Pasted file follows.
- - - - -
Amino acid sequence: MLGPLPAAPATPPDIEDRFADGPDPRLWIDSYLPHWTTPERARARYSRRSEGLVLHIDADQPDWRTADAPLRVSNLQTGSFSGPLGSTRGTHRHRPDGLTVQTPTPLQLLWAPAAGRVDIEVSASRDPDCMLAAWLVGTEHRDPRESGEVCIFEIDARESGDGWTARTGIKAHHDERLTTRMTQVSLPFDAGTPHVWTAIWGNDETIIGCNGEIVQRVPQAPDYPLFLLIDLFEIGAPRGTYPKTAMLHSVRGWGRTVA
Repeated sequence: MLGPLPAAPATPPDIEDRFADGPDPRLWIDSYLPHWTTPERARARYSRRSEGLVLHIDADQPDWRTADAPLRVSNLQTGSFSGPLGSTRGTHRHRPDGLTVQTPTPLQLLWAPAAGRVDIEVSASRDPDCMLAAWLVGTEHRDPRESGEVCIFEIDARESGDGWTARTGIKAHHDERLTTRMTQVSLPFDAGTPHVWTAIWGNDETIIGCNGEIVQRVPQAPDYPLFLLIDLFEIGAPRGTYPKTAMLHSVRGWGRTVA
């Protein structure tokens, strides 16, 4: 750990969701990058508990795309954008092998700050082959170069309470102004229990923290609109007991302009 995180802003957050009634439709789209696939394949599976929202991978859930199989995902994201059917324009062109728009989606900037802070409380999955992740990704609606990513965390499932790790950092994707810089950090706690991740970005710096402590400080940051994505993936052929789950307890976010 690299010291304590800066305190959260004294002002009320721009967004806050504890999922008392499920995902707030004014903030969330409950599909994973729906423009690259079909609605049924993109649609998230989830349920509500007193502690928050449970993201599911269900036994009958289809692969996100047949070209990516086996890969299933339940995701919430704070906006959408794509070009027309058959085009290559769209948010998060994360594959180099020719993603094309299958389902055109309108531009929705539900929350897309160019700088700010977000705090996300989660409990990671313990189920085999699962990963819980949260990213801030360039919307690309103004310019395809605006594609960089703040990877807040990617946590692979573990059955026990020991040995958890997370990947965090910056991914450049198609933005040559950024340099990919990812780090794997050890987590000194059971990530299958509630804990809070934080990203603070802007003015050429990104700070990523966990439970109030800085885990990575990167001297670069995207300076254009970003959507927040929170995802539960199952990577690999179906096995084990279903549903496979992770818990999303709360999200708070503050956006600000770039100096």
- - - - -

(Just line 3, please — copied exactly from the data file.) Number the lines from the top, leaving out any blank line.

């Protein structure tokens, strides 16, 4: 750990969701990058508990795309954008092998700050082959170069309470102004229990923290609109007991302009 995180802003957050009634439709789209696939394949599976929202991978859930199989995902994201059917324009062109728009989606900037802070409380999955992740990704609606990513965390499932790790950092994707810089950090706690991740970005710096402590400080940051994505993936052929789950307890976010 690299010291304590800066305190959260004294002002009320721009967004806050504890999922008392499920995902707030004014903030969330409950599909994973729906423009690259079909609605049924993109649609998230989830349920509500007193502690928050449970993201599911269900036994009958289809692969996100047949070209990516086996890969299933339940995701919430704070906006959408794509070009027309058959085009290559769209948010998060994360594959180099020719993603094309299958389902055109309108531009929705539900929350897309160019700088700010977000705090996300989660409990990671313990189920085999699962990963819980949260990213801030360039919307690309103004310019395809605006594609960089703040990877807040990617946590692979573990059955026990020991040995958890997370990947965090910056991914450049198609933005040559950024340099990919990812780090794997050890987590000194059971990530299958509630804990809070934080990203603070802007003015050429990104700070990523966990439970109030800085885990990575990167001297670069995207300076254009970003959507927040929170995802539960199952990577690999179906096995084990279903549903496979992770818990999303709360999200708070503050956006600000770039100096």